Most of the time my process for selecting the next book to read is very transparent, and then other times it seems mysterious. I have a couple of questions that I can’t answer about how I came to acquire and read A Madness of Angels. Where did I first see it? Who recommended it? What was it about the recommendation that caused me to finally buy it? Because I bought it off of Amazon on a whim and read it immediately. Immediately, as in it arrived in the mail at work and I started it at the bus stop. While the other 80 books in the to-read pile stared at me with reproach in their eyes.
I CAN tell you that the cover art and the title worked a bit of magic. It looked dark and fantastical and like it might just fit in for the Horns and Halos Reading Challenge. Also, though I am always skeptical when blurbs claim that the writing is ‘Gaiman-like,’ I can’t shake the desire to see if they’re right.
For Matthew Swift, today is not like any other day. It is the day on which he returns to life.
Two years after his untimely death, Matthew Swift finds himself breathing once again, lying in bed in his London home.
Except that it's no longer his bed, or his home. And the last time this sorcerer was seen alive, an unknown assailant had gouged a hole so deep in his chest that his death was irrefutable...despite his body never being found.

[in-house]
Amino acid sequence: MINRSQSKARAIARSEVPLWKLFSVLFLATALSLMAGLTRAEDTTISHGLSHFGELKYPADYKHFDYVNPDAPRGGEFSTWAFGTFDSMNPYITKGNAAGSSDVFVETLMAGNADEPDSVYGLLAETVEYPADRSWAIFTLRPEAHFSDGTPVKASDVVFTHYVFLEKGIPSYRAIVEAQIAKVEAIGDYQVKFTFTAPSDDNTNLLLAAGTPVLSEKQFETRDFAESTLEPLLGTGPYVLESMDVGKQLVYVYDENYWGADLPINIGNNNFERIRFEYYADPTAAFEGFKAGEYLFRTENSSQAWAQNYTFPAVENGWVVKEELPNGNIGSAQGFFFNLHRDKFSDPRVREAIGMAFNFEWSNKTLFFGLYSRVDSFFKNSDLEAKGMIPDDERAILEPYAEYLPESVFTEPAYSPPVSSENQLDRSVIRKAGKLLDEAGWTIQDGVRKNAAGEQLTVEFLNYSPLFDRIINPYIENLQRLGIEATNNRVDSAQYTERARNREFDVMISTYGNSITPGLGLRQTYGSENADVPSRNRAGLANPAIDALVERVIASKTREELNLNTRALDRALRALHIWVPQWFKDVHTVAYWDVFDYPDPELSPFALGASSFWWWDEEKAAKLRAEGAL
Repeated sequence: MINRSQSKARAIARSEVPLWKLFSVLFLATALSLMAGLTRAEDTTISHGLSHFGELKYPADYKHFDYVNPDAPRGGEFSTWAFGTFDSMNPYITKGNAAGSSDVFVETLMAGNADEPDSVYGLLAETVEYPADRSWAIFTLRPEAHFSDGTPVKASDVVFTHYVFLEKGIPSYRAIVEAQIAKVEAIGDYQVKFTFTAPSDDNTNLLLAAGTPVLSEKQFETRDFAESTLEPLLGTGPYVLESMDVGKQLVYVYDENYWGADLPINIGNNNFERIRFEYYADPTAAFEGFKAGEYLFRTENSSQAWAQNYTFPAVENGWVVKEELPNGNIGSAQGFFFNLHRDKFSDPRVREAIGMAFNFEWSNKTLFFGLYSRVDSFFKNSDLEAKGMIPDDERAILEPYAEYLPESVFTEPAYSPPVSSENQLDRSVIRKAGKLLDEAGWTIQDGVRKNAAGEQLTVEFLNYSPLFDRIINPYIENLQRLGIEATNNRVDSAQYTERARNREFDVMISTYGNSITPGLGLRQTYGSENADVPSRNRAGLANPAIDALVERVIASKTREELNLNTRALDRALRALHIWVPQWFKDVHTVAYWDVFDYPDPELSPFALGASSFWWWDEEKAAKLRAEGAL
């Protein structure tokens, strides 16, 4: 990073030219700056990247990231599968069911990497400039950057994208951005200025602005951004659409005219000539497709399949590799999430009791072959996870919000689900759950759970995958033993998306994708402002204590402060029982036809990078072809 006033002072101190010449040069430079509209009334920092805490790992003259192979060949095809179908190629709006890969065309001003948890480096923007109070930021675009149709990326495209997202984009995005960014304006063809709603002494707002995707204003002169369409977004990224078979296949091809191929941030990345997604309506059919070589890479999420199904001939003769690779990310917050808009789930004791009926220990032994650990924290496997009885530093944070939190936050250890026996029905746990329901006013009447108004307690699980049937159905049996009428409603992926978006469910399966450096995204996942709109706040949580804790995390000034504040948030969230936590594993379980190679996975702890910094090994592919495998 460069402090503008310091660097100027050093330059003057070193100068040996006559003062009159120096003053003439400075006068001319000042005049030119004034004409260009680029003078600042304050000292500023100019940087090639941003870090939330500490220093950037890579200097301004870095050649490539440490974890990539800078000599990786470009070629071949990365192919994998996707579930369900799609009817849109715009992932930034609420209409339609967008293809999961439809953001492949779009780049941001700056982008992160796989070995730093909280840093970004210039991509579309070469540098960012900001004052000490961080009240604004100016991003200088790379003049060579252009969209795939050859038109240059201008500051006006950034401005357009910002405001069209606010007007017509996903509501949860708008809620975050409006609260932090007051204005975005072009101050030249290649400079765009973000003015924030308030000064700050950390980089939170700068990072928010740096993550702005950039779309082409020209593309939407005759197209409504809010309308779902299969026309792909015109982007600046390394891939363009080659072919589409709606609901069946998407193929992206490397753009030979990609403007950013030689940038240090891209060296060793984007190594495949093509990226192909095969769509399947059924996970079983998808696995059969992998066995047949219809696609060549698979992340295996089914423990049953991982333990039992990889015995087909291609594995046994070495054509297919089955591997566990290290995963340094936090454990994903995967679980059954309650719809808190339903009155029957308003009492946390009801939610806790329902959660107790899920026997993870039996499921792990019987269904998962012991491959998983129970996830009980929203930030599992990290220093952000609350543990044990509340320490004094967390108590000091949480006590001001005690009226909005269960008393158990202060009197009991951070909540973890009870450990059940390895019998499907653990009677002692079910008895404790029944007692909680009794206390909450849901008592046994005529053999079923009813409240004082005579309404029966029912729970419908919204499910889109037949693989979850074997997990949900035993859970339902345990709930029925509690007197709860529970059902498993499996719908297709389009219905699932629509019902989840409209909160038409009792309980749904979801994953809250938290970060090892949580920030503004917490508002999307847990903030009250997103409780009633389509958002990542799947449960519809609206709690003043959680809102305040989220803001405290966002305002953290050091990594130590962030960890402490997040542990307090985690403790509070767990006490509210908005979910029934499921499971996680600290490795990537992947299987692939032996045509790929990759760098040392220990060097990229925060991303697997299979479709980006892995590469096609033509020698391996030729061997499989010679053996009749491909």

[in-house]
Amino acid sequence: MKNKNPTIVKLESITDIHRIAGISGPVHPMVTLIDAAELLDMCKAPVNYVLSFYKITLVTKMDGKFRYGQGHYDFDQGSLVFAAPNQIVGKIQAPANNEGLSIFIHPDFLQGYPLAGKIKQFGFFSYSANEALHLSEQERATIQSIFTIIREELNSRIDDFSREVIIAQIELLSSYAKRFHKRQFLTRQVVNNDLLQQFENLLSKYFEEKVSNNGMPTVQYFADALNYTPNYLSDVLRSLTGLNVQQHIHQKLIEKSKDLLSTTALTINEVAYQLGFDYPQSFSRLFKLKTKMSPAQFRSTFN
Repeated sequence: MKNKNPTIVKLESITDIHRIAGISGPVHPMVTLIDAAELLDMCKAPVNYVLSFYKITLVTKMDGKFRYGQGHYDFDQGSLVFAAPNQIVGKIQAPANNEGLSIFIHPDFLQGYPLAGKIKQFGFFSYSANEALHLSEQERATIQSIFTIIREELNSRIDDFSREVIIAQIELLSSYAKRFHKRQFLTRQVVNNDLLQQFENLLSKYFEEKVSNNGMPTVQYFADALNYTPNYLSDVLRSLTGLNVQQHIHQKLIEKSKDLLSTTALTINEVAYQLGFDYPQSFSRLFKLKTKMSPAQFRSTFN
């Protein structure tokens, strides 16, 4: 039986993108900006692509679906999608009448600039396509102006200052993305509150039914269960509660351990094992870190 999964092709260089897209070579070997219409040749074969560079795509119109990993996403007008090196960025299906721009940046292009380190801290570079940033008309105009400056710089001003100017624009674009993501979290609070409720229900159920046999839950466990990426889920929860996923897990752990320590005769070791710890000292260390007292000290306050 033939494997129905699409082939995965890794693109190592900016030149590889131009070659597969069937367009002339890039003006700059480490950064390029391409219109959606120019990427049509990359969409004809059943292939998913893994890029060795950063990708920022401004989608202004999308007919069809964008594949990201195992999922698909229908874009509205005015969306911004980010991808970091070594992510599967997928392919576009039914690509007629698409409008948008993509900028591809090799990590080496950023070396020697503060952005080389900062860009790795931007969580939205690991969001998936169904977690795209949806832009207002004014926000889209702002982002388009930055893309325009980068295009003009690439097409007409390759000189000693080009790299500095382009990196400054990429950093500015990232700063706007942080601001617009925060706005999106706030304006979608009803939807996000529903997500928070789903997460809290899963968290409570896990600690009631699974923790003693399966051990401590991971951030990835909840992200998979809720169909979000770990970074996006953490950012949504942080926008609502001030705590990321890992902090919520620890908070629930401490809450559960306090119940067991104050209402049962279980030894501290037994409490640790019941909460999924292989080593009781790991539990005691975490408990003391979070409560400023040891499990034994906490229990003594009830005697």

He doesn't have long to mull over his resurrection though, or the changes that have been wrought upon him. His only concern now is vengeance. Vengeance upon his monstrous killer and vengeance upon the one who brought him back.
Kate Griffin (an alias of Carnegie-nominated author Catherine Webb) writes a tale that is bright with vision, reeking with the scent of urban life and bustle and waste, and earsplitting with the sounds of a city’s chaos and rhythm. A Madness of Angels is mesmerizing, smart, descriptive (a bit to excess, on that score), violent, geographical and magical.
Matthew Swift (he of the ‘resurrection’) is a conundrum, even to himself. He’s unraveling both the mystery and his sanity, and the journey and chase and characters he meets on the way are the meat of the novel. But a close second is the city of London. Its secrets and byways are both the setting and an entity in and of themselves. The novel is urban fantasy in a very pure sense. It’s so tied to the geography of a particular city that I almost felt like I could take a copy with me and do an A Madness of Angels tour of London.
And the madness is catching. Shortly after finishing the book I referred to myself as “we” in front of my roommate. She was tipsy, so the explanation didn’t go over well. But…I’m not sure I can explain this book. I’ll try, though, by referring to other writers. It’s got a bit of the flavor of Charles de Lint’s urban magic, the barest taste of the absurdity of The Hitchhiker’s Guide to the Galaxy, and it follows in the footsteps of Gaiman’s odd and wonderful London Below (in Neverwhere). Add to that a certain horror-flickiness, and you’ve just about got it.
Recommended for: fans of horror, dark urban fantasy, superb mystery and danger. Oh, and there’s some solid humor, too. In sum, quite satisfying, and definitely an adult level book. The story continues in The Midnight Mayor.
Although a rather unorthodox pick, this book counts for the Horns and Halos Reading Challenge.